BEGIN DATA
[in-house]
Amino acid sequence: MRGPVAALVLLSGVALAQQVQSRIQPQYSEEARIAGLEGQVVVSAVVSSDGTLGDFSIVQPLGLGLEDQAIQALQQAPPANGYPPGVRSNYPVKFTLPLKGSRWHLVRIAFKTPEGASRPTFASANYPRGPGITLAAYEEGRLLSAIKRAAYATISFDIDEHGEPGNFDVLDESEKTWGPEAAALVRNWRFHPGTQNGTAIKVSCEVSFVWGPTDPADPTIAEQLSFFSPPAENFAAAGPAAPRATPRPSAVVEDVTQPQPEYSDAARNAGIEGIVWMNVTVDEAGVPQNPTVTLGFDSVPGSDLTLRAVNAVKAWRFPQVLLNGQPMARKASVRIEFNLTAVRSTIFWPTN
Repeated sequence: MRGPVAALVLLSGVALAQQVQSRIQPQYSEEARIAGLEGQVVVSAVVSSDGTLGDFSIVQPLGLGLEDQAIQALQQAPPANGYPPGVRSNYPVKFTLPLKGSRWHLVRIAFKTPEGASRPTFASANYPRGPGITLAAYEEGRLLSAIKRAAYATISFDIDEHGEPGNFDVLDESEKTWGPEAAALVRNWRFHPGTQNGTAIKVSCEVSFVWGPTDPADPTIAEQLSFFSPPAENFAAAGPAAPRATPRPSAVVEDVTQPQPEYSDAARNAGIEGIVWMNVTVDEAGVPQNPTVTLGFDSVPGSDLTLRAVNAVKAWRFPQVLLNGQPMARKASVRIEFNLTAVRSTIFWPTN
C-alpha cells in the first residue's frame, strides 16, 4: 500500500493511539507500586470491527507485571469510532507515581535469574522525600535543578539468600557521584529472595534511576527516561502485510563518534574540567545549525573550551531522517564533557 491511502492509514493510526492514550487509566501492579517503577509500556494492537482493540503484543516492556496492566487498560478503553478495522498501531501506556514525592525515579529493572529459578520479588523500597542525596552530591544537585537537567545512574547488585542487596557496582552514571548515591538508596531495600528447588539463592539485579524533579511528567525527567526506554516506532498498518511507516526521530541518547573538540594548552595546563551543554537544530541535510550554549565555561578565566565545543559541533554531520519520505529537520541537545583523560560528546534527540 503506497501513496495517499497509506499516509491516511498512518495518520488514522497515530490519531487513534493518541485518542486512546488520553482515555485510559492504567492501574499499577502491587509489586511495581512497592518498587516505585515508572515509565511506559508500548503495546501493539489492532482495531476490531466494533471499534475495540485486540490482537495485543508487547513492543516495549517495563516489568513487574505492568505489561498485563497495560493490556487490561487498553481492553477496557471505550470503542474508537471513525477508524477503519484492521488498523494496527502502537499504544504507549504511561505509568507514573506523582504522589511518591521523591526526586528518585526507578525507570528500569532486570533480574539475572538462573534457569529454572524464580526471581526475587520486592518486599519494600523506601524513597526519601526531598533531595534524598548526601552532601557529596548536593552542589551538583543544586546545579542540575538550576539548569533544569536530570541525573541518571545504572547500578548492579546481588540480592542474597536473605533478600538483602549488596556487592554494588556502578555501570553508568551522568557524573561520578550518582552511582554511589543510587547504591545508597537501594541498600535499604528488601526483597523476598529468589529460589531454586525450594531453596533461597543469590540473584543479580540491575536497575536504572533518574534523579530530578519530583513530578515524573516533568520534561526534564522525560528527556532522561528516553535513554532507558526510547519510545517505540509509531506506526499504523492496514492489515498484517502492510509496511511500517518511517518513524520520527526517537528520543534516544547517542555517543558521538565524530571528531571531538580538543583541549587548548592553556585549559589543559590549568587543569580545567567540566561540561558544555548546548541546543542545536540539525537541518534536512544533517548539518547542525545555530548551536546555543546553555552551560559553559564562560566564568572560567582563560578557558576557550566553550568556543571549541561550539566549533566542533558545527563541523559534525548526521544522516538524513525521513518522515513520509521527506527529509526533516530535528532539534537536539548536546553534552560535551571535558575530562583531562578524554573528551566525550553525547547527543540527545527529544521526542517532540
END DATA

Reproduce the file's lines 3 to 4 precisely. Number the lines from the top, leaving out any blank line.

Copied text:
Repeated sequence: MRGPVAALVLLSGVALAQQVQSRIQPQYSEEARIAGLEGQVVVSAVVSSDGTLGDFSIVQPLGLGLEDQAIQALQQAPPANGYPPGVRSNYPVKFTLPLKGSRWHLVRIAFKTPEGASRPTFASANYPRGPGITLAAYEEGRLLSAIKRAAYATISFDIDEHGEPGNFDVLDESEKTWGPEAAALVRNWRFHPGTQNGTAIKVSCEVSFVWGPTDPADPTIAEQLSFFSPPAENFAAAGPAAPRATPRPSAVVEDVTQPQPEYSDAARNAGIEGIVWMNVTVDEAGVPQNPTVTLGFDSVPGSDLTLRAVNAVKAWRFPQVLLNGQPMARKASVRIEFNLTAVRSTIFWPTN
C-alpha cells in the first residue's frame, strides 16, 4: 500500500493511539507500586470491527507485571469510532507515581535469574522525600535543578539468600557521584529472595534511576527516561502485510563518534574540567545549525573550551531522517564533557 491511502492509514493510526492514550487509566501492579517503577509500556494492537482493540503484543516492556496492566487498560478503553478495522498501531501506556514525592525515579529493572529459578520479588523500597542525596552530591544537585537537567545512574547488585542487596557496582552514571548515591538508596531495600528447588539463592539485579524533579511528567525527567526506554516506532498498518511507516526521530541518547573538540594548552595546563551543554537544530541535510550554549565555561578565566565545543559541533554531520519520505529537520541537545583523560560528546534527540 503506497501513496495517499497509506499516509491516511498512518495518520488514522497515530490519531487513534493518541485518542486512546488520553482515555485510559492504567492501574499499577502491587509489586511495581512497592518498587516505585515508572515509565511506559508500548503495546501493539489492532482495531476490531466494533471499534475495540485486540490482537495485543508487547513492543516495549517495563516489568513487574505492568505489561498485563497495560493490556487490561487498553481492553477496557471505550470503542474508537471513525477508524477503519484492521488498523494496527502502537499504544504507549504511561505509568507514573506523582504522589511518591521523591526526586528518585526507578525507570528500569532486570533480574539475572538462573534457569529454572524464580526471581526475587520486592518486599519494600523506601524513597526519601526531598533531595534524598548526601552532601557529596548536593552542589551538583543544586546545579542540575538550576539548569533544569536530570541525573541518571545504572547500578548492579546481588540480592542474597536473605533478600538483602549488596556487592554494588556502578555501570553508568551522568557524573561520578550518582552511582554511589543510587547504591545508597537501594541498600535499604528488601526483597523476598529468589529460589531454586525450594531453596533461597543469590540473584543479580540491575536497575536504572533518574534523579530530578519530583513530578515524573516533568520534561526534564522525560528527556532522561528516553535513554532507558526510547519510545517505540509509531506506526499504523492496514492489515498484517502492510509496511511500517518511517518513524520520527526517537528520543534516544547517542555517543558521538565524530571528531571531538580538543583541549587548548592553556585549559589543559590549568587543569580545567567540566561540561558544555548546548541546543542545536540539525537541518534536512544533517548539518547542525545555530548551536546555543546553555552551560559553559564562560566564568572560567582563560578557558576557550566553550568556543571549541561550539566549533566542533558545527563541523559534525548526521544522516538524513525521513518522515513520509521527506527529509526533516530535528532539534537536539548536546553534552560535551571535558575530562583531562578524554573528551566525550553525547547527543540527545527529544521526542517532540